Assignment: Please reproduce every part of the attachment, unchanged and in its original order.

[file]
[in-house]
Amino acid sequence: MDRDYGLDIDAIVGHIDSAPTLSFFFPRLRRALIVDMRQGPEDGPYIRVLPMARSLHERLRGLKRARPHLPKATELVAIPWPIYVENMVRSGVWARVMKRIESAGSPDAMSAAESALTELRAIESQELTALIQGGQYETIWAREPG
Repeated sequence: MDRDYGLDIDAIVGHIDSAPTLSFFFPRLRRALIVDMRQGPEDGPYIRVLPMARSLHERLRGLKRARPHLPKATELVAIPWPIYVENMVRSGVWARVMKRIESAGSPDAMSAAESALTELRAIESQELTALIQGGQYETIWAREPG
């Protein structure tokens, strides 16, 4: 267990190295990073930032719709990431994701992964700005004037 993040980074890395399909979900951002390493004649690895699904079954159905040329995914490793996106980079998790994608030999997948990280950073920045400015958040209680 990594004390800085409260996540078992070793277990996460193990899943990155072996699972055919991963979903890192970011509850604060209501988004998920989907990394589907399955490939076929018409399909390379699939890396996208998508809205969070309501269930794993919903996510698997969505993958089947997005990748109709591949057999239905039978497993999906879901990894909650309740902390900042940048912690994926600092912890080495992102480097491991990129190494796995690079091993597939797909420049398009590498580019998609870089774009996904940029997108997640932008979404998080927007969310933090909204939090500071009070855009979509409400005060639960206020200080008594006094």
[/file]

[in-house]
Amino acid sequence: MDRDYGLDIDAIVGHIDSAPTLSFFFPRLRRALIVDMRQGPEDGPYIRVLPMARSLHERLRGLKRARPHLPKATELVAIPWPIYVENMVRSGVWARVMKRIESAGSPDAMSAAESALTELRAIESQELTALIQGGQYETIWAREPG
Repeated sequence: MDRDYGLDIDAIVGHIDSAPTLSFFFPRLRRALIVDMRQGPEDGPYIRVLPMARSLHERLRGLKRARPHLPKATELVAIPWPIYVENMVRSGVWARVMKRIESAGSPDAMSAAESALTELRAIESQELTALIQGGQYETIWAREPG
């Protein structure tokens, strides 16, 4: 267990190295990073930032719709990431994701992964700005004037 993040980074890395399909979900951002390493004649690895699904079954159905040329995914490793996106980079998790994608030999997948990280950073920045400015958040209680 990594004390800085409260996540078992070793277990996460193990899943990155072996699972055919991963979903890192970011509850604060209501988004998920989907990394589907399955490939076929018409399909390379699939890396996208998508809205969070309501269930794993919903996510698997969505993958089947997005990748109709591949057999239905039978497993999906879901990894909650309740902390900042940048912690994926600092912890080495992102480097491991990129190494796995690079091993597939797909420049398009590498580019998609870089774009996904940029997108997640932008979404998080927007969310933090909204939090500071009070855009979509409400005060639960206020200080008594006094």